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Baz Luhrmann's Gatsby is a glittering hymn to the age of jazz, while the monster-robot blockbuster Pacific Rim is daftness writ large

Nothing about F Scott Fizgerald's The Great Gatsby feels especially festive: it's all critical despair in stifling summer air, chilled mint juleps and crisp linen suits. Baz Luhrmann's The Great Gatsby (Warner, 12) is another matter: this luxurious pudding seems more at home in the run-up to Christmas (when it was originally slated for release in cinemas) than it did back in May. That may be because Luhrmann has never met a bauble, sparkler or strand of tinsel he didn't like: like all his films, this Gatsby is dressed and decorated to scrumptious excess.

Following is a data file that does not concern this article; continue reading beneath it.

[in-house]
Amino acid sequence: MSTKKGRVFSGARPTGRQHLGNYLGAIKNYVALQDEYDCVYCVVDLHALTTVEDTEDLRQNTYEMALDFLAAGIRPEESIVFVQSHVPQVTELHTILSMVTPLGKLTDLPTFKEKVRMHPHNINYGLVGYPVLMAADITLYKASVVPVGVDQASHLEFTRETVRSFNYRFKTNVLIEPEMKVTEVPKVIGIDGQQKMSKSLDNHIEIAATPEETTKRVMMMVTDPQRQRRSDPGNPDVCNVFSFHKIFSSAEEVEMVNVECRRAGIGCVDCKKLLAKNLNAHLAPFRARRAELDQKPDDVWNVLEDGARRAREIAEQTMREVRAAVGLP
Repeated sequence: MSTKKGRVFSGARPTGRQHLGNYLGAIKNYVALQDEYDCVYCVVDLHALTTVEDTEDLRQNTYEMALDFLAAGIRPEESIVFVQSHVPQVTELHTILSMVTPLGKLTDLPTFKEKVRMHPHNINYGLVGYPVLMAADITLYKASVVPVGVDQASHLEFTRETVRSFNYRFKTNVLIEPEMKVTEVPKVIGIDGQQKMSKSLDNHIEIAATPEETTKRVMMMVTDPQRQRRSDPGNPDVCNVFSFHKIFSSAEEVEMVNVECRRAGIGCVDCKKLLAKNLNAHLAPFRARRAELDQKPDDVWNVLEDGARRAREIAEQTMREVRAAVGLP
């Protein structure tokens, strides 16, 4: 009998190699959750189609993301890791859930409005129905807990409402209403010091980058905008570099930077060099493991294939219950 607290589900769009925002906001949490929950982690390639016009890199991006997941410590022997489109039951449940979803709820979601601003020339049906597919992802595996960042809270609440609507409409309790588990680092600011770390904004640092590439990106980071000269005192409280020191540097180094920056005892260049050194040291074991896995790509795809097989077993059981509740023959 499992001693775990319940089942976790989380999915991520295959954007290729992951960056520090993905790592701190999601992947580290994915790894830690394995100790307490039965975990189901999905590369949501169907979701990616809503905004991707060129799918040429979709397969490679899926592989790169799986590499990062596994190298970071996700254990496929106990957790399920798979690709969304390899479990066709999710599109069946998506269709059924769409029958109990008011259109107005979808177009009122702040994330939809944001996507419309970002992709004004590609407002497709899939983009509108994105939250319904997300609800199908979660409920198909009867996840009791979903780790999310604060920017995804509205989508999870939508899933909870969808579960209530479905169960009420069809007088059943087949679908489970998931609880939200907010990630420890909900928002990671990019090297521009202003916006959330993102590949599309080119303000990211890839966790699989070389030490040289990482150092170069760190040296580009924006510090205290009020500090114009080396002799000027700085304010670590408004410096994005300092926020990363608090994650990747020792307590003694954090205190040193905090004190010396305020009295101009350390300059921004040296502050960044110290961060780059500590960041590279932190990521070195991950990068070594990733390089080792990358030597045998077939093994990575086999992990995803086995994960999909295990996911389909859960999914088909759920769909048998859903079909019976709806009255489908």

Critics trotting out the tired "style over substance" epithet were missing the point. Style is substance in Luhrmann's universe, and as such, the film is rather effective in capturing the beautiful but damned
See full article at The Guardian - Film News »

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